An attack on science? Media use, trust in scientists, and perceptions of global warming

Jay D. Hmielowski, Lauren Feldman, Teresa A. Myers, Anthony Leiserowitz, Edward Maibach

Research output: Contribution to journalArticlepeer-review

275 Scopus citations


There is a growing divide in how conservatives and liberals in the USA understand the issue of global warming. Prior research suggests that the American public’s reliance on partisan media contributes to this gap. However, researchers have yet to identify intervening variables to explain the relationship between media use and public opinion about global warming. Several studies have shown that trust in scientists is an important heuristic many people use when reporting their opinions on science-related topics. Using within-subject panel data from a nationally representative sample of Americans, this study finds that trust in scientists mediates the effect of news media use on perceptions of global warming. Results demonstrate that conservative media use decreases trust in scientists which, in turn, decreases certainty that global warming is happening. By contrast, use of non-conservative media increases trust in scientists, which, in turn, increases certainty that global warming is happening.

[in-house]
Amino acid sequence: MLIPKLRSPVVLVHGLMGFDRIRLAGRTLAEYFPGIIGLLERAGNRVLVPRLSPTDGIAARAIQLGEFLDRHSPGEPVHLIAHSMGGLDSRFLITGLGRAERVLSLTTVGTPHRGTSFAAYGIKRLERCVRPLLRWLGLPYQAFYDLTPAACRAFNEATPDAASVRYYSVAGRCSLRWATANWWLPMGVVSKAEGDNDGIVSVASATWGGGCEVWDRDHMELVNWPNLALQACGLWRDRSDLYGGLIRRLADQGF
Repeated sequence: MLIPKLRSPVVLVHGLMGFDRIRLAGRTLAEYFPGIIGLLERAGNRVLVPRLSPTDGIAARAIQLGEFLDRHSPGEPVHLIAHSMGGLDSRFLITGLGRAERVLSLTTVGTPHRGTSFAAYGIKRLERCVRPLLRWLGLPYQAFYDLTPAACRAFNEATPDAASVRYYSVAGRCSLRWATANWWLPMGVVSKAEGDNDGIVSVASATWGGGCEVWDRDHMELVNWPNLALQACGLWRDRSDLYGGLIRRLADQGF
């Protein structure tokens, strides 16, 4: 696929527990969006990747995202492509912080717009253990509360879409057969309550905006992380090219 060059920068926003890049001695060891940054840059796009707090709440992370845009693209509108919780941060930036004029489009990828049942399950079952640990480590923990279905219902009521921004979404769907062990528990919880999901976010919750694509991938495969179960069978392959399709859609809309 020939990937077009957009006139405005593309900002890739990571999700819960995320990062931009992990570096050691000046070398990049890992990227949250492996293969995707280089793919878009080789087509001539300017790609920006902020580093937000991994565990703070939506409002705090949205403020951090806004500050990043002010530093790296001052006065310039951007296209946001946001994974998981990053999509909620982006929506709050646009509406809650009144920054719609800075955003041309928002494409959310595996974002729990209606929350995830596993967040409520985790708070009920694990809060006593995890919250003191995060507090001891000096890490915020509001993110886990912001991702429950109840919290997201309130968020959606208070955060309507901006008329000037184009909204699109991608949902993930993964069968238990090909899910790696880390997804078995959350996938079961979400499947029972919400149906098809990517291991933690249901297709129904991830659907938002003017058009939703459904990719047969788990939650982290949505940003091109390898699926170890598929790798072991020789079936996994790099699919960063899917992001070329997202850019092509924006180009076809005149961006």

Original languageEnglish (US)
Pages (from-to)866-883
Number of pages18
JournalPublic Understanding of Science
Issue number7
StatePublished - Oct 27 2014
Externally publishedYes

All Science Journal Classification (ASJC) codes

  • Communication
  • Developmental and Educational Psychology
  • Arts and Humanities (miscellaneous)


  • cable news
  • media effects
  • quantitative
  • survey


Dive into the research topics of 'An attack on science? Media use, trust in scientists, and perceptions of global warming'. Together they form a unique fingerprint.

Cite this